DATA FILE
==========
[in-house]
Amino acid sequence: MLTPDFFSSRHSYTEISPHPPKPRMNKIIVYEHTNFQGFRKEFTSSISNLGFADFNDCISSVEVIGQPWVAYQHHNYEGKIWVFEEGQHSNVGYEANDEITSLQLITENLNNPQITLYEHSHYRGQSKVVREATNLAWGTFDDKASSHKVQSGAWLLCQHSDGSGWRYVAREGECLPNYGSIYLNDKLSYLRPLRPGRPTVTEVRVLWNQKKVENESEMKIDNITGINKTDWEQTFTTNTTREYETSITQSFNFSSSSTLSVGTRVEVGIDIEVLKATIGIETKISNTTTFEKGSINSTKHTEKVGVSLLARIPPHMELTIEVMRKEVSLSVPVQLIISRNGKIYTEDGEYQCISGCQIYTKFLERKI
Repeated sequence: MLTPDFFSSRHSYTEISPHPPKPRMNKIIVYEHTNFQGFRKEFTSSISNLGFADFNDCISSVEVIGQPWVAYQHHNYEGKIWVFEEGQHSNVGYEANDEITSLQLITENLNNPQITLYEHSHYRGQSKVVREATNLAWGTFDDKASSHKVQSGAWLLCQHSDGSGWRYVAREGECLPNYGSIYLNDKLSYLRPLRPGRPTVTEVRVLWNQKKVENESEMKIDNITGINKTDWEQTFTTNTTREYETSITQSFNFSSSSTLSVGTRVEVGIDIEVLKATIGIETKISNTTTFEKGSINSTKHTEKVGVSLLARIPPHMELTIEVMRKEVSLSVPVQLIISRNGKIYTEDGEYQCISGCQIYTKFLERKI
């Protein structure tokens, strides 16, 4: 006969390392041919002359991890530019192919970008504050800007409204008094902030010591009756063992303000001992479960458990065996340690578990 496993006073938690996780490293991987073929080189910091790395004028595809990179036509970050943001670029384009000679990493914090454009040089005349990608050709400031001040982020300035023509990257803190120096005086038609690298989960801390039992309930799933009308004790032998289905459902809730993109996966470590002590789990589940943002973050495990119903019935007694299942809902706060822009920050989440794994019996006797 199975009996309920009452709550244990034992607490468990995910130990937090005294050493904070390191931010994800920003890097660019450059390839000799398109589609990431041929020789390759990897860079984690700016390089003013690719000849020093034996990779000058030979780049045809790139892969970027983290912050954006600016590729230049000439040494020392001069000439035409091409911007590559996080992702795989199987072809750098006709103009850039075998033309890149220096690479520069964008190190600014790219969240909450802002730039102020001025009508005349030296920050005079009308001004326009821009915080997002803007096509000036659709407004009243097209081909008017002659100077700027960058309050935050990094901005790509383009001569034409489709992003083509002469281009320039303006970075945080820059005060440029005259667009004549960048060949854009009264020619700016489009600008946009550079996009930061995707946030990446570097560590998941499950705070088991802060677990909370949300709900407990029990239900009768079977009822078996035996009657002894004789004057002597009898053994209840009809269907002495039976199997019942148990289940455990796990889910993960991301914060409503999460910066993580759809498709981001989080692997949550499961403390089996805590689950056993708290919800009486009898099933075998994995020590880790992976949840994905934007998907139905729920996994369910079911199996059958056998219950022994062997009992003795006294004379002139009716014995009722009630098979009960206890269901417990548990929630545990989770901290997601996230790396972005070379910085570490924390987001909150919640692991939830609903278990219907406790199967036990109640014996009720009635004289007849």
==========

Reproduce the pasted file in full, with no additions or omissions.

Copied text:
[in-house]
Amino acid sequence: MLTPDFFSSRHSYTEISPHPPKPRMNKIIVYEHTNFQGFRKEFTSSISNLGFADFNDCISSVEVIGQPWVAYQHHNYEGKIWVFEEGQHSNVGYEANDEITSLQLITENLNNPQITLYEHSHYRGQSKVVREATNLAWGTFDDKASSHKVQSGAWLLCQHSDGSGWRYVAREGECLPNYGSIYLNDKLSYLRPLRPGRPTVTEVRVLWNQKKVENESEMKIDNITGINKTDWEQTFTTNTTREYETSITQSFNFSSSSTLSVGTRVEVGIDIEVLKATIGIETKISNTTTFEKGSINSTKHTEKVGVSLLARIPPHMELTIEVMRKEVSLSVPVQLIISRNGKIYTEDGEYQCISGCQIYTKFLERKI
Repeated sequence: MLTPDFFSSRHSYTEISPHPPKPRMNKIIVYEHTNFQGFRKEFTSSISNLGFADFNDCISSVEVIGQPWVAYQHHNYEGKIWVFEEGQHSNVGYEANDEITSLQLITENLNNPQITLYEHSHYRGQSKVVREATNLAWGTFDDKASSHKVQSGAWLLCQHSDGSGWRYVAREGECLPNYGSIYLNDKLSYLRPLRPGRPTVTEVRVLWNQKKVENESEMKIDNITGINKTDWEQTFTTNTTREYETSITQSFNFSSSSTLSVGTRVEVGIDIEVLKATIGIETKISNTTTFEKGSINSTKHTEKVGVSLLARIPPHMELTIEVMRKEVSLSVPVQLIISRNGKIYTEDGEYQCISGCQIYTKFLERKI
């Protein structure tokens, strides 16, 4: 006969390392041919002359991890530019192919970008504050800007409204008094902030010591009756063992303000001992479960458990065996340690578990 496993006073938690996780490293991987073929080189910091790395004028595809990179036509970050943001670029384009000679990493914090454009040089005349990608050709400031001040982020300035023509990257803190120096005086038609690298989960801390039992309930799933009308004790032998289905459902809730993109996966470590002590789990589940943002973050495990119903019935007694299942809902706060822009920050989440794994019996006797 199975009996309920009452709550244990034992607490468990995910130990937090005294050493904070390191931010994800920003890097660019450059390839000799398109589609990431041929020789390759990897860079984690700016390089003013690719000849020093034996990779000058030979780049045809790139892969970027983290912050954006600016590729230049000439040494020392001069000439035409091409911007590559996080992702795989199987072809750098006709103009850039075998033309890149220096690479520069964008190190600014790219969240909450802002730039102020001025009508005349030296920050005079009308001004326009821009915080997002803007096509000036659709407004009243097209081909008017002659100077700027960058309050935050990094901005790509383009001569034409489709992003083509002469281009320039303006970075945080820059005060440029005259667009004549960048060949854009009264020619700016489009600008946009550079996009930061995707946030990446570097560590998941499950705070088991802060677990909370949300709900407990029990239900009768079977009822078996035996009657002894004789004057002597009898053994209840009809269907002495039976199997019942148990289940455990796990889910993960991301914060409503999460910066993580759809498709981001989080692997949550499961403390089996805590689950056993708290919800009486009898099933075998994995020590880790992976949840994905934007998907139905729920996994369910079911199996059958056998219950022994062997009992003795006294004379002139009716014995009722009630098979009960206890269901417990548990929630545990989770901290997601996230790396972005070379910085570490924390987001909150919640692991939830609903278990219907406790199967036990109640014996009720009635004289007849």